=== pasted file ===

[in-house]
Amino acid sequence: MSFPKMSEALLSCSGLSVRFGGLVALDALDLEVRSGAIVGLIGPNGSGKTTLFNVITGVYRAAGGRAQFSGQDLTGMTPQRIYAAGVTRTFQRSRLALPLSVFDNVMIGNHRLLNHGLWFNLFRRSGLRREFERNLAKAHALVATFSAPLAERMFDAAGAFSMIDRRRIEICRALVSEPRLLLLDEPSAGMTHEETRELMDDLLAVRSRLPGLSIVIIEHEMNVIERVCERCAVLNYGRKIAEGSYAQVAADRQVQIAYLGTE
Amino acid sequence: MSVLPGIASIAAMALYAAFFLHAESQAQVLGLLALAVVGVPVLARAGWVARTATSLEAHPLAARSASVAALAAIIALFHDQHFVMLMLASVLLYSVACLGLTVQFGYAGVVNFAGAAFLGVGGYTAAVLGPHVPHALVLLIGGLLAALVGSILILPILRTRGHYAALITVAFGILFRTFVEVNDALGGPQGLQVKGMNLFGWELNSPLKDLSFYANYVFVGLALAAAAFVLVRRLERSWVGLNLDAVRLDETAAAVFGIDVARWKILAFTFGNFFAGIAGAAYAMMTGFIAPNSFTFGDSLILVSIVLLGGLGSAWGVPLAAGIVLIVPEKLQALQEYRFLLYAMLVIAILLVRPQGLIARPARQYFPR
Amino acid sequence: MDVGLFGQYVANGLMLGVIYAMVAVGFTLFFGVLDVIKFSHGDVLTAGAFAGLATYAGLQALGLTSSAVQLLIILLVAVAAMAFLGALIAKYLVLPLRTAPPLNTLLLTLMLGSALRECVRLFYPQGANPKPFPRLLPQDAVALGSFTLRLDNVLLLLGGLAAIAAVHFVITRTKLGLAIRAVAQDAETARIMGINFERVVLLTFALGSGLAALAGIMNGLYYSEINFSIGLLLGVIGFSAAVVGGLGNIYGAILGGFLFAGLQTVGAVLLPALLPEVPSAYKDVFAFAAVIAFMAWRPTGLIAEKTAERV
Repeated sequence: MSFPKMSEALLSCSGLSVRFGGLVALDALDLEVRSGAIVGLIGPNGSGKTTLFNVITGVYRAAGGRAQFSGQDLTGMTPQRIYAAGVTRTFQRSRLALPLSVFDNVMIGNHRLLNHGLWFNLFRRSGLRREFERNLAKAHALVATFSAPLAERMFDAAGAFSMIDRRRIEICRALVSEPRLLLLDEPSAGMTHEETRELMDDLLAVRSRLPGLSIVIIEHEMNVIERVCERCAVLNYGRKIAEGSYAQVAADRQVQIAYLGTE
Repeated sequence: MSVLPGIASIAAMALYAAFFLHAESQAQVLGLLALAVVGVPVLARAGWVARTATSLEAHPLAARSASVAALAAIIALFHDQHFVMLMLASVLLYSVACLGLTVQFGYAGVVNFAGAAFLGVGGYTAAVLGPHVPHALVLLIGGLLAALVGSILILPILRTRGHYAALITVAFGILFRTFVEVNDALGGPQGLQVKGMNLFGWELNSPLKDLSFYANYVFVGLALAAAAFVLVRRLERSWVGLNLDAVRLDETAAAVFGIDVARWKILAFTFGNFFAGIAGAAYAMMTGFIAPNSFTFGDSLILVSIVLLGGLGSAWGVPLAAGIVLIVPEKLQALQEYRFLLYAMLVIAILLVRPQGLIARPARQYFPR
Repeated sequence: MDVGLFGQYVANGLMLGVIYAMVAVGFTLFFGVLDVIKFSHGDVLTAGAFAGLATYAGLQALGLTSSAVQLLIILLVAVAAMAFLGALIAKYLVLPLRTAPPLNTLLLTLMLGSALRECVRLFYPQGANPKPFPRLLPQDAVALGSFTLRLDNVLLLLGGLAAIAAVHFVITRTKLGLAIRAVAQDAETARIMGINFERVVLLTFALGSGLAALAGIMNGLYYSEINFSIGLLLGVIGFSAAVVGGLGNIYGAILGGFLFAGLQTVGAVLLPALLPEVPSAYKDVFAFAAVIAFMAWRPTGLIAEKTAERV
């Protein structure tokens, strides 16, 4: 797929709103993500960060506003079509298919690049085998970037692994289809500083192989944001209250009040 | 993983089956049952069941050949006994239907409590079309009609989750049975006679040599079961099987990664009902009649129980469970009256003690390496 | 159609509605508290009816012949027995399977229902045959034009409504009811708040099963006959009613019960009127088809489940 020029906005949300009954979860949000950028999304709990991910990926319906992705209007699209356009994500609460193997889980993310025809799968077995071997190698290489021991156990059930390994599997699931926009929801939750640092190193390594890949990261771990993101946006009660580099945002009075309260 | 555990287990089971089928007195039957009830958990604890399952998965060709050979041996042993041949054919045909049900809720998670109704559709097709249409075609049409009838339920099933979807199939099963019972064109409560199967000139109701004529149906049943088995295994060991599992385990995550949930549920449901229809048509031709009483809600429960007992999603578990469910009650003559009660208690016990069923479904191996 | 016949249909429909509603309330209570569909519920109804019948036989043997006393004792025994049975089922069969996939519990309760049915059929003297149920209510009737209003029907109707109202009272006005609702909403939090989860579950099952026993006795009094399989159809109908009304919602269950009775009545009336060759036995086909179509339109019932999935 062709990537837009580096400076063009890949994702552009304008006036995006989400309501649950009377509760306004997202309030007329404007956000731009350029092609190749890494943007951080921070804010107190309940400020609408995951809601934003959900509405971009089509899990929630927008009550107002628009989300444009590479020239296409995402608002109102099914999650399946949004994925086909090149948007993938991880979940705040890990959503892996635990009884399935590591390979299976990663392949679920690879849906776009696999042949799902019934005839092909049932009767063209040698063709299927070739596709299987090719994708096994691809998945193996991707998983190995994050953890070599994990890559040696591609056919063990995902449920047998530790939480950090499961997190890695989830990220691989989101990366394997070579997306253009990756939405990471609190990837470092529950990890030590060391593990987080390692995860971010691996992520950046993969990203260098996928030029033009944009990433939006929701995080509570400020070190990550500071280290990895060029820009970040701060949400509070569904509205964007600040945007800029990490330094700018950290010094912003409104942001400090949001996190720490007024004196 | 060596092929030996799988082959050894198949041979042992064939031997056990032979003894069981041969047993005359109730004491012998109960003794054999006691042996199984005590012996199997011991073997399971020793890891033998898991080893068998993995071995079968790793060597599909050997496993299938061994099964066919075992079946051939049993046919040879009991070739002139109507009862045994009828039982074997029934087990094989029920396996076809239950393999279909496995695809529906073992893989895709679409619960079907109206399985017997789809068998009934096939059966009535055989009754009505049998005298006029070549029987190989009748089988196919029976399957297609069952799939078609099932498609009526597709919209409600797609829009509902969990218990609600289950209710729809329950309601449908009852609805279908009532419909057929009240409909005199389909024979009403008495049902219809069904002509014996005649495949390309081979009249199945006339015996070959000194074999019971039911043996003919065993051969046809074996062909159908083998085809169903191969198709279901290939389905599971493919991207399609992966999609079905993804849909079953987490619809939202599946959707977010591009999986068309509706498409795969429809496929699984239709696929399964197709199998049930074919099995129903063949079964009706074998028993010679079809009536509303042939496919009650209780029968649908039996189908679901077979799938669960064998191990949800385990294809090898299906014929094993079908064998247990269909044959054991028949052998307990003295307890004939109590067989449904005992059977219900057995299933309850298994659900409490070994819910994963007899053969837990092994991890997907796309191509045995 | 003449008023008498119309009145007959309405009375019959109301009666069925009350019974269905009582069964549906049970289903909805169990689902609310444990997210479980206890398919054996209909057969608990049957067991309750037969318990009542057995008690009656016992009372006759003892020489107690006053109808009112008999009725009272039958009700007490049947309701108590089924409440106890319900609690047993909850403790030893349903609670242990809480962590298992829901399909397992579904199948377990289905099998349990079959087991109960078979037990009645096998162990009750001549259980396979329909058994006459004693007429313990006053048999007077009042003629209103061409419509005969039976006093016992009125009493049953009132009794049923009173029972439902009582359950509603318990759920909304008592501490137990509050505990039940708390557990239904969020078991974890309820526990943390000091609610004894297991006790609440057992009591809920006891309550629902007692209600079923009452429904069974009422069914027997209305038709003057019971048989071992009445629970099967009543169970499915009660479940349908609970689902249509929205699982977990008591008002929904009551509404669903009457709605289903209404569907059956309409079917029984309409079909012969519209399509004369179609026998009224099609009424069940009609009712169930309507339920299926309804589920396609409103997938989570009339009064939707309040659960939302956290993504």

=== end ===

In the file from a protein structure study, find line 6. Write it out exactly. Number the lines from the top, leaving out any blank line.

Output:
Repeated sequence: MSVLPGIASIAAMALYAAFFLHAESQAQVLGLLALAVVGVPVLARAGWVARTATSLEAHPLAARSASVAALAAIIALFHDQHFVMLMLASVLLYSVACLGLTVQFGYAGVVNFAGAAFLGVGGYTAAVLGPHVPHALVLLIGGLLAALVGSILILPILRTRGHYAALITVAFGILFRTFVEVNDALGGPQGLQVKGMNLFGWELNSPLKDLSFYANYVFVGLALAAAAFVLVRRLERSWVGLNLDAVRLDETAAAVFGIDVARWKILAFTFGNFFAGIAGAAYAMMTGFIAPNSFTFGDSLILVSIVLLGGLGSAWGVPLAAGIVLIVPEKLQALQEYRFLLYAMLVIAILLVRPQGLIARPARQYFPR